The death of a popular musician remains unresolved, after a coroner recorded an open verdict into the case of Alex Todd-Weller on Friday.
21-year-old Alex died in September when his body was found in Furzton Lake, days after he had been reported missing following a night out at Pink Punters nightclub.
But coroner Tom Osborne told the inquest that there was insufficient evidence to record any other verdict.
The inquest heard how Alex had been on a night out on Sunday, September 7, leaving in the early hours of the morning.
However when he failed to return home or to report to work on Monday his family reported him as missing.
Detective Inspector Ian Jarvis, from CID at Milton Keynes Police, told the inquest that the missing person’s report was initially treated as medium risk before being upgraded, and the subsequent search involved family and friends as well as the emergency services.
Alex’s family pressed him on a 999 call which was made when someone reported a young man, matching Alex’s description, who was slumped on the ground outside the Topps Tiles store at Bletchley. The police did not attend the scene.
Det Insp Jarvis said he was aware of an ongoing investigation into the family’s concerns.
Although the court heard statements from several people who had seen someone walking home, the coroner was not satisfied beyond reasonable doubt that this person was Alex.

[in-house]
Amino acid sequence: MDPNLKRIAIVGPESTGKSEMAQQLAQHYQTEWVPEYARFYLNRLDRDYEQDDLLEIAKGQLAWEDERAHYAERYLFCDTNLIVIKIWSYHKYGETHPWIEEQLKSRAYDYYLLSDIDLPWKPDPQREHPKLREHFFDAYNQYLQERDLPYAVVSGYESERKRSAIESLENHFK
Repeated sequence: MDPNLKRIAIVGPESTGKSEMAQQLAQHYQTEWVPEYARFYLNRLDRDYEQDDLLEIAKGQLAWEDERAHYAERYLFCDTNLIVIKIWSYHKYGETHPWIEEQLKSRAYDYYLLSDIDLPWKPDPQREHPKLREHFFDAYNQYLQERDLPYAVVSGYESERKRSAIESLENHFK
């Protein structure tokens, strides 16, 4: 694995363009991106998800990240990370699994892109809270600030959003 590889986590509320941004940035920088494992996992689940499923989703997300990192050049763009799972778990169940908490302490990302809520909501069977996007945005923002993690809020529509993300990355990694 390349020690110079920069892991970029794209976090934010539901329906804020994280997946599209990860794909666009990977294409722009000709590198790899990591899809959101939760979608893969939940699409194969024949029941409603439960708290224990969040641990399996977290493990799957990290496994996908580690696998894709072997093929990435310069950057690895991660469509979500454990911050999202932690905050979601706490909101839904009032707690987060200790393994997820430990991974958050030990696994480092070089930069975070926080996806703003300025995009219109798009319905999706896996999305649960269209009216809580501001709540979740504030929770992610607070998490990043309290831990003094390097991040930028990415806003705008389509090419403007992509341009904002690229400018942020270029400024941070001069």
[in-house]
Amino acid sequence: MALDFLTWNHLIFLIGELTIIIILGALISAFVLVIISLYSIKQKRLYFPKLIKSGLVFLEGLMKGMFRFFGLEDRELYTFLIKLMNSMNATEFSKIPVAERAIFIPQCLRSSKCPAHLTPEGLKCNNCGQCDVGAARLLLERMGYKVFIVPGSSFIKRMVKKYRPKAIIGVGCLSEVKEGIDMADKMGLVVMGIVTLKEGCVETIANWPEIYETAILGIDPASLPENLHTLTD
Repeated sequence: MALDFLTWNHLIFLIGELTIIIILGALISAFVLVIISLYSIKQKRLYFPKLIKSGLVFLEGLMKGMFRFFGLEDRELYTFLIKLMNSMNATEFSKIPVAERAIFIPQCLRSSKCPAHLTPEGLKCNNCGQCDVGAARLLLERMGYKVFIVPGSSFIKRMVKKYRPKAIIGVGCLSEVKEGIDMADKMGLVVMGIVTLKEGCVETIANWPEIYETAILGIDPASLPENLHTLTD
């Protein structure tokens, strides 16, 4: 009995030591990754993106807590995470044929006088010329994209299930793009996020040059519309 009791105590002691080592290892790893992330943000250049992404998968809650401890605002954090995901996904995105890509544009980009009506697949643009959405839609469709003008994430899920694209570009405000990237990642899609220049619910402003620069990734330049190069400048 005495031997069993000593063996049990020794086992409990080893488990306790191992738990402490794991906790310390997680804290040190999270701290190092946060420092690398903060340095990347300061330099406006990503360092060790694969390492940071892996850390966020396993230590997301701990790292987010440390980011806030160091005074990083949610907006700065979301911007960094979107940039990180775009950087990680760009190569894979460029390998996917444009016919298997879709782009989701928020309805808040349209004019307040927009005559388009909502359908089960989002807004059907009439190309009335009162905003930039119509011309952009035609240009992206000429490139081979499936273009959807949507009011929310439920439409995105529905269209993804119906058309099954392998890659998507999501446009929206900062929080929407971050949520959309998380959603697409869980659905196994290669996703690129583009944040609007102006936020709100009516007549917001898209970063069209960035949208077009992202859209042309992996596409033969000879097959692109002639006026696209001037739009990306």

Both statements told of a man in a black ‘hoodie’ top, which matched the clothes Alex was wearing when he left Pink Punters.
One lady passed him on her cycle close to Furzton, and told how the man had smiled and appeared friendly. Another man told how he and his friends had passed a man lying down at the side of the road. They pulled over to check he was alright, but although the man appeared intoxicated he had given them a thumbs up and said he was “Okay”.
Forensic pathologist Dr Olaf Biedrzycki told the inquest that Alex’s blood alcohol levels were below the drink-driving limit, and his body showed no signs of violence or a struggle.
Coroner Mr Osborne said: “It’s very difficult for me, as a coroner, to reach a conclusion.
“It’s very rare for me to return an open verdict, but the reason I am doing so is that there’s insufficient evidence for me to reach any other conclusion.
“I can’t, on the balance of probabilities, say that it was an accident. I can’t say that it was deliberate on Alex’s part.
“To return any other conclusion would be me guessing, and that would be inappropriate to the family and disrespectful to Alex.”